HSA with Optum Bank
Three years ago, my current employer introduced a health savings account (HSA) as an option for my medical benefit.
I briefly went over the plan but ultimately chose a PPO version.
It’s not until recently that I discovered that HSA plans offer so many benefits and can be used as my third tax-advantaged plan.
Some even called the health savings account the best tax-advantaged option available today.
Needless to say, after careful research, during this year’s enrollment period, I opted in for my company’s HSA offering.
The mainstay of an HSA plan is its companion high-deductible health plan.
High-Deductible Health Plan (HDHP)
With high deductible health, you usually pay a lower premium in return for having a higher deductible.
The term deductible simply means the amount you need to pay out of your own pocket for medical expenses before your insurance kicks in.
Just so you know, most medical services like doctor visits, MRIs and most prescriptions count towards your deductible.
Another thing to keep in mind, you pay nothing for preventive care like annual wellness checkups.
For example, let’s say you went for a jog and fell and broke your arm. You need the ambulance to take you to the hospital and the doctors did their magic.
You’re feeling well again, but the hospital bill was $10,000. If your deductible is $1,500 and you paid the $1,500 out of pocket then your insurance will kick in.
A high-deductible plan is currently defined as $1,400 or more for individual coverage or $2,800 or more for family coverage in 2020.
Once your insurance kicks in, you pay coinsurance until you reach the out-of-pocket maximum.
In contrast to a PPO plan where there are copays for office visits. HDHP does not offer copays, instead, there’s coinsurance.
Typically, copays are $30 for doctor visits, $50 for urgent care, and $200 for emergency room visits.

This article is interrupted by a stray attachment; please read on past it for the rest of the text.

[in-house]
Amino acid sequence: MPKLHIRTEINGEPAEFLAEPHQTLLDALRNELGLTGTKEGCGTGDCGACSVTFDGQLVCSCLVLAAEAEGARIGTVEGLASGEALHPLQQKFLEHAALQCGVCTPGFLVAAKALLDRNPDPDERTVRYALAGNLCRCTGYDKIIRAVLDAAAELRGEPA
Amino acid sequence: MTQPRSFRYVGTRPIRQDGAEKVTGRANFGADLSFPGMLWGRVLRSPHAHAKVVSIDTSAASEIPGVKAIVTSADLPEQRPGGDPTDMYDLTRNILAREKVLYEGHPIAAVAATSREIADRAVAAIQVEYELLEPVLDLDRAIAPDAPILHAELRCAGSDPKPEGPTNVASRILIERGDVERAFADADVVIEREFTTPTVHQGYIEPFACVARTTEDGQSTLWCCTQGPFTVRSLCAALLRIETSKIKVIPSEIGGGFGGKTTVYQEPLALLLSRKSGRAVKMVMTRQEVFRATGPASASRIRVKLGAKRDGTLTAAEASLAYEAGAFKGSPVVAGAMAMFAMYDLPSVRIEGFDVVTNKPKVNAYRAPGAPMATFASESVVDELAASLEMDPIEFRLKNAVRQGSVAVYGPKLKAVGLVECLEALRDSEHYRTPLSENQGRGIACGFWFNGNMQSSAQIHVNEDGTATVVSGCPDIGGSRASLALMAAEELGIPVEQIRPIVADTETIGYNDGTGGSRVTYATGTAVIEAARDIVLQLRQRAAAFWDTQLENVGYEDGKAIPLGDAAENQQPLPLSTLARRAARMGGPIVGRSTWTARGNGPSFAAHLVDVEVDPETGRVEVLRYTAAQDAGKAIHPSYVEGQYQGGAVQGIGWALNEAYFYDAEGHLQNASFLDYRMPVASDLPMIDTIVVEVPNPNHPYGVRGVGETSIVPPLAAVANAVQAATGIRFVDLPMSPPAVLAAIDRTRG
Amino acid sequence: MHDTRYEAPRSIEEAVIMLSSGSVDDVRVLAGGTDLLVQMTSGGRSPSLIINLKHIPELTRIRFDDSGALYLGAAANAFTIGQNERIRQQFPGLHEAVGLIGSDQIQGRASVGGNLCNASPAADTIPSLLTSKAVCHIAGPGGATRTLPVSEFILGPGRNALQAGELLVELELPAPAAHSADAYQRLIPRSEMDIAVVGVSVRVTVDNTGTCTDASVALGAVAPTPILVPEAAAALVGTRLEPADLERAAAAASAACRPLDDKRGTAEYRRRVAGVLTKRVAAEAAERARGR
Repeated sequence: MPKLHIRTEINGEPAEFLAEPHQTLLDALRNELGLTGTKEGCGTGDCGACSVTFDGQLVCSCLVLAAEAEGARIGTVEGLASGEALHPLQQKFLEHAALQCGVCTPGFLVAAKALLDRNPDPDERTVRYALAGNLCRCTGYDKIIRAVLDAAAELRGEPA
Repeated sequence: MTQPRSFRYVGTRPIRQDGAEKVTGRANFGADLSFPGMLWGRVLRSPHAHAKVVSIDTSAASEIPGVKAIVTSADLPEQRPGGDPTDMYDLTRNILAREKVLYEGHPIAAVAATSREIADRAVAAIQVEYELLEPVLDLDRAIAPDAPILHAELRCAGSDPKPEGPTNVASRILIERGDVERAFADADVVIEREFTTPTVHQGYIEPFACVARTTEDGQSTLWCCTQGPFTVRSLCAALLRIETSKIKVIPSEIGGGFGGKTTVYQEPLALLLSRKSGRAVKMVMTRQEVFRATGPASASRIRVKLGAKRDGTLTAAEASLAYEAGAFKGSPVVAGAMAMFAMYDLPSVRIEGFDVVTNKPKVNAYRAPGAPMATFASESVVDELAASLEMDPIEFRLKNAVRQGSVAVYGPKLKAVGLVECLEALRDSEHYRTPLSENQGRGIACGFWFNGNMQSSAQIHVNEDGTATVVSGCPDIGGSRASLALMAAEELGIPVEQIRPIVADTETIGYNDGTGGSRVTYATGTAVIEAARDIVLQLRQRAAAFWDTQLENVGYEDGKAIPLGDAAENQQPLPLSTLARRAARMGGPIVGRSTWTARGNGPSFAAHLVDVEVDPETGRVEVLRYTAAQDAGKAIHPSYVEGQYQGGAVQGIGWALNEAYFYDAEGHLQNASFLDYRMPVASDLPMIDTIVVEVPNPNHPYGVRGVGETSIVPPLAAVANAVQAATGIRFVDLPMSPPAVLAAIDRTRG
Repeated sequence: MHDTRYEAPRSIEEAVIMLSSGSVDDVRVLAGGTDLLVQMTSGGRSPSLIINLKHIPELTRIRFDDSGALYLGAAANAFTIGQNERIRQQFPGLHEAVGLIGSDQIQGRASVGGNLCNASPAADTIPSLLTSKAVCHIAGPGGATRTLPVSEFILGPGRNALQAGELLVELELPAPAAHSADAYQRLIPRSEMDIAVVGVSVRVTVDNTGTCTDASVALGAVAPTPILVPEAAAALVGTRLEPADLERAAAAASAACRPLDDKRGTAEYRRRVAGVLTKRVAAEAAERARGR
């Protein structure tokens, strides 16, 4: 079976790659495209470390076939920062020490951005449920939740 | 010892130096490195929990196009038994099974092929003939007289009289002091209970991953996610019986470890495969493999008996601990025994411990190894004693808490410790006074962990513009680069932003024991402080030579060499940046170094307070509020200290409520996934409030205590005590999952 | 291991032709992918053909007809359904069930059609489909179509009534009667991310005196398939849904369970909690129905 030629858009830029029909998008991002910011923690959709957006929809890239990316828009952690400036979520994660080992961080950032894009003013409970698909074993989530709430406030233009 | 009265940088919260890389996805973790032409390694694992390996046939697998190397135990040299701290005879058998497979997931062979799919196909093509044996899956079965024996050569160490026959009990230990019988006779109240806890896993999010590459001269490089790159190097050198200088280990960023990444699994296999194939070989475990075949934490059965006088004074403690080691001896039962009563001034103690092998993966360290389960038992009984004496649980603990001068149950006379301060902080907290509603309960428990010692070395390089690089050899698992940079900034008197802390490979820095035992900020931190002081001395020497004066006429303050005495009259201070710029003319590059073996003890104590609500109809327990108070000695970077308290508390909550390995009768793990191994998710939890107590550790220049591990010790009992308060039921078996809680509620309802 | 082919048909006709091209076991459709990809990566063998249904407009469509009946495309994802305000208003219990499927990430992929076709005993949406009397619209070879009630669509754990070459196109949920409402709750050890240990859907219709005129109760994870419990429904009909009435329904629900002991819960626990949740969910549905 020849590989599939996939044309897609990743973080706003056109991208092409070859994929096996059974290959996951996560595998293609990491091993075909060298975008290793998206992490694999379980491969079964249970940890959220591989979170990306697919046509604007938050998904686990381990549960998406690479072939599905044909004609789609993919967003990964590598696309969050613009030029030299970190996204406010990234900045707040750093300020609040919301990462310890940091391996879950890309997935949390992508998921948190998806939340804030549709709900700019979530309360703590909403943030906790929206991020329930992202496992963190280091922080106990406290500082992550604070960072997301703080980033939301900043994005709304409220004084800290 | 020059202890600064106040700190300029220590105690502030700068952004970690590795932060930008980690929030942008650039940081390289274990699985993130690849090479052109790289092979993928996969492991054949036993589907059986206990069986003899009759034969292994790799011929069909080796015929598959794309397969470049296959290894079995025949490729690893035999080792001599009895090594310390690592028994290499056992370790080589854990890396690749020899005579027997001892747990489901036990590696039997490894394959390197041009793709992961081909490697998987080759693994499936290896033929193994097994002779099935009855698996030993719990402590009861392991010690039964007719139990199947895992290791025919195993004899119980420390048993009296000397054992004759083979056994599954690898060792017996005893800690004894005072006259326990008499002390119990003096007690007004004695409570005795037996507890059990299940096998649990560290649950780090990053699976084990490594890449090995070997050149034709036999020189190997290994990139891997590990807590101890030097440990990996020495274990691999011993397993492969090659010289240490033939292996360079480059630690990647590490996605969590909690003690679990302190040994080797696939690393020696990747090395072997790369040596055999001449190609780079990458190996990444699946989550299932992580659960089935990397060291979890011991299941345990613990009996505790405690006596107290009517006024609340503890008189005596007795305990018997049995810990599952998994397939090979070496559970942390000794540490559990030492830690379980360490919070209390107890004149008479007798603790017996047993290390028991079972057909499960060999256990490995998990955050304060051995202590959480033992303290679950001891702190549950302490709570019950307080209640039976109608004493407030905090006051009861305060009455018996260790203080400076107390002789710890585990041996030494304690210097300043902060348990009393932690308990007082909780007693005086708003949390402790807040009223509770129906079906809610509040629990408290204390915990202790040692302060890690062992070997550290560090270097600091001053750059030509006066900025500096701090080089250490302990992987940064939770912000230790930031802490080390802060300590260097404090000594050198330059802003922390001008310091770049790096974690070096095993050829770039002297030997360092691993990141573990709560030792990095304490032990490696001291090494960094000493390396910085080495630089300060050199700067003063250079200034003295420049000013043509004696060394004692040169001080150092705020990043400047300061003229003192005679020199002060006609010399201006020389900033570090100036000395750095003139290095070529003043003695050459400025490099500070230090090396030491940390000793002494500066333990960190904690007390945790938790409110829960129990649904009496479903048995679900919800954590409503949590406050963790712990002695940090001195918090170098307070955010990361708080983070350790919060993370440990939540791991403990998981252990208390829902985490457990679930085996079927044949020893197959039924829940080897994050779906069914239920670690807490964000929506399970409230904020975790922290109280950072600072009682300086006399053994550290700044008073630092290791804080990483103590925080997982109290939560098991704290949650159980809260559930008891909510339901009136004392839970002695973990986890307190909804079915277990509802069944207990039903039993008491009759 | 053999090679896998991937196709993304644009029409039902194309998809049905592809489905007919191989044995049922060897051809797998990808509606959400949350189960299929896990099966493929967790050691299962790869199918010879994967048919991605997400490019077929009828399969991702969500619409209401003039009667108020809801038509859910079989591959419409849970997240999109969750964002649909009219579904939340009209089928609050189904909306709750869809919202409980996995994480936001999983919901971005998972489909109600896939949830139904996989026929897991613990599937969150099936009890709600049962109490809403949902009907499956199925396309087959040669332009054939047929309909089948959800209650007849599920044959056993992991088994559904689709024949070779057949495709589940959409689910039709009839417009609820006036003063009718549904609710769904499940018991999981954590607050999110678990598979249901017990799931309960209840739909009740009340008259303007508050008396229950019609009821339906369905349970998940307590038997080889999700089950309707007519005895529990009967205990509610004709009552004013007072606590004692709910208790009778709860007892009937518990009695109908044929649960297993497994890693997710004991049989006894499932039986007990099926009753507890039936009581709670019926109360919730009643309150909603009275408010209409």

Coinsurance is dependent on your plan so make sure to do some due diligence.
Health Savings Account (HSA)
The best thing about high-deductible health plans is that it is coupled with a health savings account (HSA) and a flexible spending account (FSA).
I will not discuss FSA much in today’s posts.
An HSA is an account that you can contribute to and withdraw money from tax-free.
It can help you pay your deductible, co-payments and other qualified healthcare-related expenses. They can range from eyeglasses to dental work.
You can take money out to pay for non-medical expenses, but if you’re under 65 years old then you have to pay taxes and penalty.
With an HSA, you and your employer can contribute money tax-free. How much you can contribute is set by the IRS and may change from year to year.
For 2020, you can contribute up to $3550 for a single account and $7100 at the family level. Those over the age of 55 can contribute $1,000 on top of their normal contributions.
Of note, in order to participate in an HSA, your out-of-pocket maximum can’t exceed $6,900 for individuals and $13,800 for families.
The money in your HSA is yours, even if you switch jobs. Even if your new employer doesn’t offer an HSA, you’re still able to use your HSA account to pay for qualified medical expenses.
Yet another plus for HSAs is that leftover money at the end of the year will roll over year after year.
Triple Tax Advantage
Better yet, you can even invest excess HSA money, grow it tax-free and use it for retirement.
To reiterate, the 3 big tax breaks from HSAs are.